Reflections of a Brown Bear in an Autumn Stream with the Fractalius Filter applied.
Bear baiting still occurs in the Punjab and Sindh provinces of Pakistan, although it has declined considerably overall since 2004. The events are organised predominantly by local landlords who own the fighting dogs used; the dogs are usually a cross breed similar to Pit Bull terriers.
During the event the bear will be tethered to a rope 2–5 metres long in the centre of an arena to prevent escape. Bears’ canine teeth are often removed and their claws may be filed down giving them less advantage over the dogs. Each fight lasts around three minutes. If the dogs pull the bear to the ground they are said to win the fight. Bears usually have to undergo several fights during each day’s event.
Bears are illegally sourced by poaching. Asiatic black bears and brown bears are known to be poached in Pakistan and used in bear baiting. Asiatic black bears are listed as vulnerable on the World Conservation Union’s (IUCN’s) Red List of Threatened Animals. The capture of bear cubs is prohibited across three provinces of Pakistan by: the North West Frontier Province Conservation and Management Act (1975); the Punjab Wildlife Protection, Preservation, Conservation and Management Act (1974); and the Sindh Wildlife Protection Ordinance (1972).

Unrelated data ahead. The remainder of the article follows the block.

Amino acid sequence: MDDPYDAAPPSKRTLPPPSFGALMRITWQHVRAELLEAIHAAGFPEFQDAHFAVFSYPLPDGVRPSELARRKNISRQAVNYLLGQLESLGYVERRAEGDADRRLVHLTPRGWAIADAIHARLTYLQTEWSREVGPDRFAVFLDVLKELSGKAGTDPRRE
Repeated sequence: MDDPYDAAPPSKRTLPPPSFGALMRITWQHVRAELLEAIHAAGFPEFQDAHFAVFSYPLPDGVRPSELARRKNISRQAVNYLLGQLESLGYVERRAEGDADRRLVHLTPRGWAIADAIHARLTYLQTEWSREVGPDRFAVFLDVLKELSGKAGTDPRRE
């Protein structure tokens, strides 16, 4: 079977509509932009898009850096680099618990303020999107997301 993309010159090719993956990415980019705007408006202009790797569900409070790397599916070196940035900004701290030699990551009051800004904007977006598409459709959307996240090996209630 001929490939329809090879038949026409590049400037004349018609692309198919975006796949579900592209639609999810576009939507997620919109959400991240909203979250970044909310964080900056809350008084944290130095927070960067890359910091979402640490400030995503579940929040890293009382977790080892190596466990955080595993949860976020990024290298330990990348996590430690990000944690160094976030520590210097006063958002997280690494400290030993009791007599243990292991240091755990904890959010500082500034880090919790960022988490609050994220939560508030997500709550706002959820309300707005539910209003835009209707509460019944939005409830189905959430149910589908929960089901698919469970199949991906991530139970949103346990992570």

Bear baiting was banned in Pakistan by the Prevention of Cruelty to Animals Act (1890). Pakistan’s wildlife authorities are working with animal welfare groups to eradicate the events, with some success.
Baiting animals is outlawed in the Quran. The Bioresource Research Centre, a Pakistani wildlife group working to end bear baiting, use this to encourage mosques in areas where baiting occurs to add an anti-cruelty message to their Friday Khutbba (sermon).
Kund Park Sanctuary in Kund, North-West Frontier Province, was opened in 2001 by the World Society for the Protection of Animals to provide a home for bears confiscated by the wildlife authorities and NGOs working to eradicate bear baiting in Pakistan.